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The soon collapsing delicatessen market

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After visiting the Gourmet Food & Wine fair in Paris a strange feeling remains in my head: that of an endless repetition. I got bored.

From booth to booth noting emerged as really different; everything was alike : exotic spices in showy packagings, Espelette chilli under all possible forms, seafood and their improbable packaging, falsely old-looking wooden shelves made by Chinese children.

A –too- homogenous market

Nothing stands out. Innovations are now all about packaging and less about the content. It’s marketing at its “best” (actually at its worst) when the main activity has become the creation of packages whereas the products themselves are outsourced. We have entered the era of “food marketing companies” which have nothing in common with the food sector itself; those companies (and there were plenty of them at the show) are run by marketers who just put a new label on an existing can and sell it at a premium. What a disappointment !

Where are the true product lovers, those who are passionate about innovation, taste and emotions ?

The two faces of the market: modern marketers vs. old-fashioned craftsmen

True artisans suffer from a rare ambivalence : either they follow and merely copy/paste what false food companies have done (the ones which only change the label and sell at a premium), or they continue to use labels written with Gothic fonts and old-fashioned designs like 50 years ago. Between these two extremes there seems to be nothing; not a drop of inspiration.

The end of the delicatessen market is coming soon

But who should be throw the stone at? If the products sell why not continue ? The customers like it, don’t they?

The new “deli entrepreneurs” (and there were many of them at the fair) are in search of a change in their lives and seem to find, in the delicatessen market, a meaningful project that above all is easy to grasp and doesn’t require previous expertise. There are even franchise chains that are ready to help with turnkey-style solutions and stores. Needless to say the famous old-style wooden shelves are part of the package for the franchisee.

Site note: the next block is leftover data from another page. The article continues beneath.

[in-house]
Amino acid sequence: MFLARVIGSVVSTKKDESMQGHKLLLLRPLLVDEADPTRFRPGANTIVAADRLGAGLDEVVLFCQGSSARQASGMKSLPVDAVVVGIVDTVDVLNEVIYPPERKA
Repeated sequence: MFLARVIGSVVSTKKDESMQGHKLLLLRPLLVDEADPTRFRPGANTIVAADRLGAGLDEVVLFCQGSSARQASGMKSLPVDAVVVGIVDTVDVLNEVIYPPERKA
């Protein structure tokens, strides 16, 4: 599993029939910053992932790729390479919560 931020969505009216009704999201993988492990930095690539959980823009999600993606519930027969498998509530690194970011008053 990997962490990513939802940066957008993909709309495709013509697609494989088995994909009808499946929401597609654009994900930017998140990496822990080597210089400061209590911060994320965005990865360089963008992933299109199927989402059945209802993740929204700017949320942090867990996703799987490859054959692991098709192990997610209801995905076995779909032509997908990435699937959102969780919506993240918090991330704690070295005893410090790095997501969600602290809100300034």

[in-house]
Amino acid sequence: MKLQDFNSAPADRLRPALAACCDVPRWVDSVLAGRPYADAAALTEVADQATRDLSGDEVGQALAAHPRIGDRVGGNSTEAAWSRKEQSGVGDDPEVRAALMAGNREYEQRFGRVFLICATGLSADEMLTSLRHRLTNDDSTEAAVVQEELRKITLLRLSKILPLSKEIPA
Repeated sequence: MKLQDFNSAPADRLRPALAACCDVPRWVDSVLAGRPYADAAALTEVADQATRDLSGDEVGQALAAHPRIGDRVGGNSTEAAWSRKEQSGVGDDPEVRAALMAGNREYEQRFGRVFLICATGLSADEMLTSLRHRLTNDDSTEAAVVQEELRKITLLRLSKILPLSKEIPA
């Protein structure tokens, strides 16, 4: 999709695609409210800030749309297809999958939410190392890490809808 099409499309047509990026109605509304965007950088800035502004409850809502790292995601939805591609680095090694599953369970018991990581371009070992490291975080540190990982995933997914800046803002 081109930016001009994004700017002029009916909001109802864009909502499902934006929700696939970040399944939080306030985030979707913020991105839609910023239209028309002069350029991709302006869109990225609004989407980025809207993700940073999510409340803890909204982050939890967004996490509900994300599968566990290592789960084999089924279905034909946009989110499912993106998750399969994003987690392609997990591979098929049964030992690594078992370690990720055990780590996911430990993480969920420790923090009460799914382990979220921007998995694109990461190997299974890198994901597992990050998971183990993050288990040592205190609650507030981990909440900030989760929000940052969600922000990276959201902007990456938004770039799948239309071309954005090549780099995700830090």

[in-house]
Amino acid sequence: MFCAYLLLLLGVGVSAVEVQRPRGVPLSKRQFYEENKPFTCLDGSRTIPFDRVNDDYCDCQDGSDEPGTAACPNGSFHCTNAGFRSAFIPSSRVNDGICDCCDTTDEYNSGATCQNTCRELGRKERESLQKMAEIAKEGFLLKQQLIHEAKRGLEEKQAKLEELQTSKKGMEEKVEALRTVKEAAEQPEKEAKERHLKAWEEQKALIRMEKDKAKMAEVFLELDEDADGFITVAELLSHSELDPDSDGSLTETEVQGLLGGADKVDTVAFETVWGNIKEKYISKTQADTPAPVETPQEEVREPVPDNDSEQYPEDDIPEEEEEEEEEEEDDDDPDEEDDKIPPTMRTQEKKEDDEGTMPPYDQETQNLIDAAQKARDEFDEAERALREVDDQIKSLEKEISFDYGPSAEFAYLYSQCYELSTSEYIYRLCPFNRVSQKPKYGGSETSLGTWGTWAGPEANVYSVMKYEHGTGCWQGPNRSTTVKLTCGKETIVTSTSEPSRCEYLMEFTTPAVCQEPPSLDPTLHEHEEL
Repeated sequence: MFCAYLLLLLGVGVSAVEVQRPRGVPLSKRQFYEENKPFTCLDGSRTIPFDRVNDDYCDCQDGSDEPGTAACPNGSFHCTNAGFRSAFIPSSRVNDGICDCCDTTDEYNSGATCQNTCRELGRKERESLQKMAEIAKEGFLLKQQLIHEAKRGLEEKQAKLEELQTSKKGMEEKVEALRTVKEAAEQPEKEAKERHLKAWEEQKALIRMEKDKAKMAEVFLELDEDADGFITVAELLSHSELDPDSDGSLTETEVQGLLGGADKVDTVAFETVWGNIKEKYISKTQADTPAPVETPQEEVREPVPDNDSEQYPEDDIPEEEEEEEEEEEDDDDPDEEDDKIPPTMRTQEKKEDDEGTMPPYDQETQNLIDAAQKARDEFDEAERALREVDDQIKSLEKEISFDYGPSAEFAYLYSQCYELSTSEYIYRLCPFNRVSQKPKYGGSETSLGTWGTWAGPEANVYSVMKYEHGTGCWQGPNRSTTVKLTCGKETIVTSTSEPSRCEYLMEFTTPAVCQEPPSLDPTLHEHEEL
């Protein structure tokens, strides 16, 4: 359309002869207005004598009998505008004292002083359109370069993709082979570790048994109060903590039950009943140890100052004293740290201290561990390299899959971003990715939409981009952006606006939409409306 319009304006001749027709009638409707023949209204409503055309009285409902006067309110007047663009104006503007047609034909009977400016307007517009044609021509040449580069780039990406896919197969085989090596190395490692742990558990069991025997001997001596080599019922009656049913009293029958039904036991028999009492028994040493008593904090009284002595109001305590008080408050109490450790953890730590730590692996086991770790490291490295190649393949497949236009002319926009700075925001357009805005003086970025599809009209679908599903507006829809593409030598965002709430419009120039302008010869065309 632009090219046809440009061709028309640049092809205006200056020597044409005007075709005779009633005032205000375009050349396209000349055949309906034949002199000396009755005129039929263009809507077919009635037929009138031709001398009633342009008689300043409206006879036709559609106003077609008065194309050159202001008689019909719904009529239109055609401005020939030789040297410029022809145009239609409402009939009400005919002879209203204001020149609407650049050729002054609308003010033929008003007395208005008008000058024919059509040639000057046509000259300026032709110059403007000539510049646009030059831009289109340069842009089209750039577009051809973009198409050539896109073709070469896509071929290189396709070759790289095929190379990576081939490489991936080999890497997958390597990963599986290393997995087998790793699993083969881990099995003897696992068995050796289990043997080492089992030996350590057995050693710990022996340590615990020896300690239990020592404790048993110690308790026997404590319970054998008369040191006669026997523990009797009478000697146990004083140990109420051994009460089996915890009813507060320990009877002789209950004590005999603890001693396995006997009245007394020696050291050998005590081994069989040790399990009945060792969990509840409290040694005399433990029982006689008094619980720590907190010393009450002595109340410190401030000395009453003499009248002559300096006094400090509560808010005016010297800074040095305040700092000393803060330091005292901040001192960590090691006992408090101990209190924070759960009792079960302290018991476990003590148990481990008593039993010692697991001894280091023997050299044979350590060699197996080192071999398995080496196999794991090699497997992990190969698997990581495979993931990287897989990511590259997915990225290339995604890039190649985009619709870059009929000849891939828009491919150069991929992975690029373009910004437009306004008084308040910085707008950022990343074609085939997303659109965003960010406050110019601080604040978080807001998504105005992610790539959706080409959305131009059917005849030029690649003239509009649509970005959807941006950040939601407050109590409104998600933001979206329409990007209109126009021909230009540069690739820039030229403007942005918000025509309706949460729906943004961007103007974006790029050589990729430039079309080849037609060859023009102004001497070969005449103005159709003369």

These stores grow on the lasting trend of Top Chef TV shows and the like. One should however be careful … too much of a trend kills the trend and the lack of innovation shown by those shows is for me already an evidence that something is going on and that this trend may soon come to an end.

There is light

Fortunately here and there are still smart people who know how to take advantage of innovative processes to create new products. I’ve met a few of them … This is the future of the deli market : real innovation and real value-for-money. Consumers will soon or later find out that they were fooled and will be increasingly looking for real things. NO MORE FAKE!

At the time I’m writing this post I’m sitting on the train back to Brussels. This bitter assessment of the market will probably generate some comments and some readers will most probably disagree. Well, to be honest I don’t really care. This post reflects what I think and I’m ready to debate constructively with anyone.

Last but not least this post is dedicated to A.M. with whom I had an enriching discussion at the fair and who is a long-time reader of our blog.

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Author: Pierre-Nicolas Schwab

Dr. Pierre-Nicolas Schwab is the founder of IntoTheMinds. He specializes in e-commerce, retail and logistics. He is also a research fellow in the marketing department of the Free University of Brussels and acts as a coach for several startups and public organizations. He holds a PhD in Marketing, a MBA in Finance, and a MSc in Chemistry. He can be contacted by email, Linkedin or by phone (+32 486 42 79 42)

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